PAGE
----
Perils And Promise

For kids growing up in rural North Carolina the options after high school are limited.  In years past, if they want to stay local, the options for work were the family farm, the factory or the military.  Over the last three decades work in agriculture and manufacturing has dried up or moved.  As a result, rural youth have to be prepared to compete in the wider job market in more tech oriented urban areas.   This new reality is forcing public schools, community colleges and universities that serve rural areas to change.

WUNC Reporter Leoneda Inge spent several months exploring these issues with students, teachers, and administrators, at Vance County Schools for the series: Perils and Promise.

WUNC Takes Home Five Murrow Awards

Apr 25, 2017

The Radio Television Digital News Association (RTDNA) has awarded WUNC five Edward R. Murrow Awards, including the regional award in overall excellence.

Perils And Promise, Rural Education, Vance Public Schools
Leoneda Inge

Rural areas of North Carolina are not seeing the benefits of the economic recovery that are apparent in places like the Triangle, Triad or Charlotte.

The same is true for rural school districts. Their dropout rates are significantly higher than their urban counterparts, and their surrounding communities have higher rates of unemployment. 

WUNC recently examined one rural district, Vance County Schools, to understand how it is preparing students for higher education and the changing workforce. 

Perils And Promise, Vance County Schools, Carolina College Advising Corps
Carolina College Advising Corps

Trying to find the best path to success can be tough for students who don’t have enough support at home or at school.  This has been found to be true in many rural school districts, across the state, including Vance County.

To help address the problem, The University of North Carolina at Chapel Hill established the first college advising corps in the state, to reach those hard-to-reach students.  We take a closer look at the advising corps in our series, Perils & Promise: Educating North Carolina’s Rural Students.

Perils and Promise, Vance County Schools, Dropout Rates
Leoneda Inge

The path from cradle to college and career has been especially hard for young Black men.  Nationally, Black males have a lower high school graduation rate than White males and Hispanic males.

Perils and Promise, Rural Education, Advanced Placement
Leoneda Inge

Some teachers and schools administrators say one of the biggest obstacles to success for public school students in rural communities is poverty.  And research shows if you are poor, you have a good chance of being overlooked for gifted, honors or advanced classes.

In our series, Perils & Promise: Educating North Carolina’s Rural Students, we spoke with students in an Advanced Placement class in Vance County about their path to success.

Anthony Jackson, Vance County Superintendent, Vance County Schools
Vance County Schools

Many of North Carolina’s rural school districts sit in the middle of communities with struggling economies resulting in high unemployment rates, poverty rates and high school dropout rates.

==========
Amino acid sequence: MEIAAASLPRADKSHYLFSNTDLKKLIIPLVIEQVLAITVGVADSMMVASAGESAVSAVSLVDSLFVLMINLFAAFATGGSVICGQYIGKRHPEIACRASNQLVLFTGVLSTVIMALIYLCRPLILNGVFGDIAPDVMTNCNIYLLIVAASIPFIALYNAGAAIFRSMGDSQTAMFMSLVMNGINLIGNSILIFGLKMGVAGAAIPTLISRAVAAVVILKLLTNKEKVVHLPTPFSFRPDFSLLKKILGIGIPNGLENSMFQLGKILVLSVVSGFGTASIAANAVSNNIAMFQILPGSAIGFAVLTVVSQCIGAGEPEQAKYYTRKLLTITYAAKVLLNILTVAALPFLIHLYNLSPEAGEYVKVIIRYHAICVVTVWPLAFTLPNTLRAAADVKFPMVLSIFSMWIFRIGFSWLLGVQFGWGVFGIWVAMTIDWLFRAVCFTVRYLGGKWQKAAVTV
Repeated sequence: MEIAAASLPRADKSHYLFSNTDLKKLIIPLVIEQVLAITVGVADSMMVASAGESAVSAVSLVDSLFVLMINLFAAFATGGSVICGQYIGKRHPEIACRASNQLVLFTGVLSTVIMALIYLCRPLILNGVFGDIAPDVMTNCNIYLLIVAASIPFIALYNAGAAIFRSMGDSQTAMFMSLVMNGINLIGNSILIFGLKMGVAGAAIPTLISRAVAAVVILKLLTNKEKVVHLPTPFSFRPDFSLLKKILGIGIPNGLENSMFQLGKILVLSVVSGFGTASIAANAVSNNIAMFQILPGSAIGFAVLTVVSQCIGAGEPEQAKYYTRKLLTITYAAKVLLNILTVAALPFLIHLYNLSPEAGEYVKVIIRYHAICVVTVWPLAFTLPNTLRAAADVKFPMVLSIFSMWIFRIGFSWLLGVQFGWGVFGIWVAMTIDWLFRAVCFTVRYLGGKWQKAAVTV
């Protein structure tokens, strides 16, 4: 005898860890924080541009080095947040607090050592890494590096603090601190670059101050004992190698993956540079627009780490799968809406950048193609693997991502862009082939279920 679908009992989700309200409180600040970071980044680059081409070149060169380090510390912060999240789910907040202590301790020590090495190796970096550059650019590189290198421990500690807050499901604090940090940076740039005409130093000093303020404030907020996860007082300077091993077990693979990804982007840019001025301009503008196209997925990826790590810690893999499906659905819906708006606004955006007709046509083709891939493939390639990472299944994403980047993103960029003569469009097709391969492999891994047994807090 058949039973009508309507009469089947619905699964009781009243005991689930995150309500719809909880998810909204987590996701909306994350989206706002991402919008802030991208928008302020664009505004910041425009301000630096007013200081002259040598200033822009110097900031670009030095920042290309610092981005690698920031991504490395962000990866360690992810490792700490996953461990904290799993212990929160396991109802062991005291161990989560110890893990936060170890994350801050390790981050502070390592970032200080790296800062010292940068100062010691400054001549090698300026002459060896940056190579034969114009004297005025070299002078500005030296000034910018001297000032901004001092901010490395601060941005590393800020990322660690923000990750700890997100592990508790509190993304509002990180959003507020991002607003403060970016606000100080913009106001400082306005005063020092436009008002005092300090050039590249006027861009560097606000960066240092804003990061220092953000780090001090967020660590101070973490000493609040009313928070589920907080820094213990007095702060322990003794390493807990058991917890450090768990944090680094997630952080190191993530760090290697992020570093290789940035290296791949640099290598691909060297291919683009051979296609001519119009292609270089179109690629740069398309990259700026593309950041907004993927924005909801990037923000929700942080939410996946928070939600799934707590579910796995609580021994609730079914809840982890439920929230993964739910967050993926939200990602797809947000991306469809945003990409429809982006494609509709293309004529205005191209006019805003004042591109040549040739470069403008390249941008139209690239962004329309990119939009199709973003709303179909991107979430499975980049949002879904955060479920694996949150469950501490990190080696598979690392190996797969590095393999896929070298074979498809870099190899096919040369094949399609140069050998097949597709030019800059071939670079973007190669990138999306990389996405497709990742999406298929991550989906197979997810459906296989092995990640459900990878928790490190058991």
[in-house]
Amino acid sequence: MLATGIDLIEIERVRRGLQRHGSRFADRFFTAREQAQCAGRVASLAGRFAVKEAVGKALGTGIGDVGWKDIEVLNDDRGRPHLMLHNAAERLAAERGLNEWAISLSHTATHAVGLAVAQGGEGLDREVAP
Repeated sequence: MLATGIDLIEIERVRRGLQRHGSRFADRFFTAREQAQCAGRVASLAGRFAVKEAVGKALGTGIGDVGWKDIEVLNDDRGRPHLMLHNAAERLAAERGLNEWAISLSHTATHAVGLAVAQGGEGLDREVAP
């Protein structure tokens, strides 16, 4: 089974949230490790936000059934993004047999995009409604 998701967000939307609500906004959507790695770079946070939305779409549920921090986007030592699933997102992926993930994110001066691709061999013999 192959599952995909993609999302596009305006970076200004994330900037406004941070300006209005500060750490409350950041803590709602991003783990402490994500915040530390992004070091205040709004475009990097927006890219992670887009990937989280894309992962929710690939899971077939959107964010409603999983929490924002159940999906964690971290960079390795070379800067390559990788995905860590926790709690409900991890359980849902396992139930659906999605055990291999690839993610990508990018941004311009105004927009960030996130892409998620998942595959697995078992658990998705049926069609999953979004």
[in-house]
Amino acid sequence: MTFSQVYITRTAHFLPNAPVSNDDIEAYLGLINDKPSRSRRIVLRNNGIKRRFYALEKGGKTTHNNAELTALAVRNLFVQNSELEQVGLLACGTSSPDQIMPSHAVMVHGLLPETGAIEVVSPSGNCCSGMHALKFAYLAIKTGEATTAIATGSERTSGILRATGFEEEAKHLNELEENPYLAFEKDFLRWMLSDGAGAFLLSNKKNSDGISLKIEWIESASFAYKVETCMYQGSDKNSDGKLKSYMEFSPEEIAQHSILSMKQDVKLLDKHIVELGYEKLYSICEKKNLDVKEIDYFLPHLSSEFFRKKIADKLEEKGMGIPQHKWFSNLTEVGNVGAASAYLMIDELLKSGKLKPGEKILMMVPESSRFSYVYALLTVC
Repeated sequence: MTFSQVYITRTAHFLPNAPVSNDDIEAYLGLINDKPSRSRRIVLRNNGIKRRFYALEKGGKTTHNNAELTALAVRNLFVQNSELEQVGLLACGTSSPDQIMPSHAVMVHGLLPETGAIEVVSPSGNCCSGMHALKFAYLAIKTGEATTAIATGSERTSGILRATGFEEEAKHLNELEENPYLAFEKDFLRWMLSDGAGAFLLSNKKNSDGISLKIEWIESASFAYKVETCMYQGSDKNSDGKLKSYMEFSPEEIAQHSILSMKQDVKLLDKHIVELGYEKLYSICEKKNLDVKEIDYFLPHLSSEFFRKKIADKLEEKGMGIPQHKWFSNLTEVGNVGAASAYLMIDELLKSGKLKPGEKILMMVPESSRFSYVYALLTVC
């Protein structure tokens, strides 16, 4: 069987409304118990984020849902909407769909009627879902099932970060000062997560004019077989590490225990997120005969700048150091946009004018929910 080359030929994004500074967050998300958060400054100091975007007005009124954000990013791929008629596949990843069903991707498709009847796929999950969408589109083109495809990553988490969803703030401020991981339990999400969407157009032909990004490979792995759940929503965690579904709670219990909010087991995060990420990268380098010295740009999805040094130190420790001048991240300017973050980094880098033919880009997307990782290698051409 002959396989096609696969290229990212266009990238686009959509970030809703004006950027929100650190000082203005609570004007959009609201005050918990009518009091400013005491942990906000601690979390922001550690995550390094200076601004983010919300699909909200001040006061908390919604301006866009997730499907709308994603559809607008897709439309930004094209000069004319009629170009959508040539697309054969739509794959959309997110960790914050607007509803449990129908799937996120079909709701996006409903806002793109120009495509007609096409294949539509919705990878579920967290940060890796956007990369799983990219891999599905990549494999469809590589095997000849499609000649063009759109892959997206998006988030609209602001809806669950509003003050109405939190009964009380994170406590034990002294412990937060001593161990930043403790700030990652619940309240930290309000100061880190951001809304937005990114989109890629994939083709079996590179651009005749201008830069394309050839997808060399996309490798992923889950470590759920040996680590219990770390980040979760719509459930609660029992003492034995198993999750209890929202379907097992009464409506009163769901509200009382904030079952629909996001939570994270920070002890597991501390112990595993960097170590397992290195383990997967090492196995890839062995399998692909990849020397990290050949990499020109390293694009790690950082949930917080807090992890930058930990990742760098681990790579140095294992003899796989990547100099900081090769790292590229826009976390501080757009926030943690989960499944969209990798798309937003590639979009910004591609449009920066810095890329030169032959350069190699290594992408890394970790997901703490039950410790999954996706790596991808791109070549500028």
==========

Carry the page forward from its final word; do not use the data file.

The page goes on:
A picture of a student doing school work.
Marco Arment / flickr.com/photos/marcoarment/1969185955

North Carolina is home to more Early College High Schools than any other state. New numbers show some of the most successful programs are in rural school districts.  Early College High Schools make it possible for students to earn an Associate’s Degree while still in high school. 

Operator work on infusion pharmaceutical industry
xmagics / Dollarphotoclub.com

Vance County no longer has the strong economic based it used to have in textile manufacturing.  Today, it’s becoming more and more clear one of the best workforce opportunities for workers here is in advanced manufacturing.  But like many in rural communities, Vance County residents will likely have to leave home for these jobs.

Perils And Promise, Rural Education, Vance Public Schools
Leoneda Inge

Like many rural counties, Vance County is not bustling with manufacturing jobs anymore.

In fact, the largest employer in Vance County is the school district.  Its main offices sit in the former textile headquarters of Henderson and Harriett Mills, a testament to the changing economy.  

In our series Perils & Promise: Educating North Carolina’s Rural Students, we follow a group of 10th graders to their first career fair.

Perils And Promise, Vance County Schools, Fire Academy
Leoneda Inge

Rural communities across North Carolina have been working hard to re-build their economies and prepare a future workforce.

In Vance County, the public school district has two career academies in place to provide professional development for students and help them focus early on a career.  Plus, academies have been proven to help with student attendance and dropout rates.

Vance County Schools, Rural Schools
Leoneda Inge

Western Vance High School near Henderson is not your traditional high school.  It’s a “second chance” school for students who could not find success at their home school.  That means they likely were not going to graduate.  And in these times, that also means it would be extremely hard to find a job.

In our series, Perils and Promise:  Educating North Carolina’s Rural Students, we talk with students at Western Vance as they move closer to getting a diploma.

Rural Schools, Vance County Schools, Western Vance
Leoneda Inge

Rural counties across the state are not experiencing the economic recovery underway in the Triangle, Triad or in the Charlotte Mecklenburg region.  The unemployment rate is higher, the poverty rate is higher and the high school drop-out rate is higher.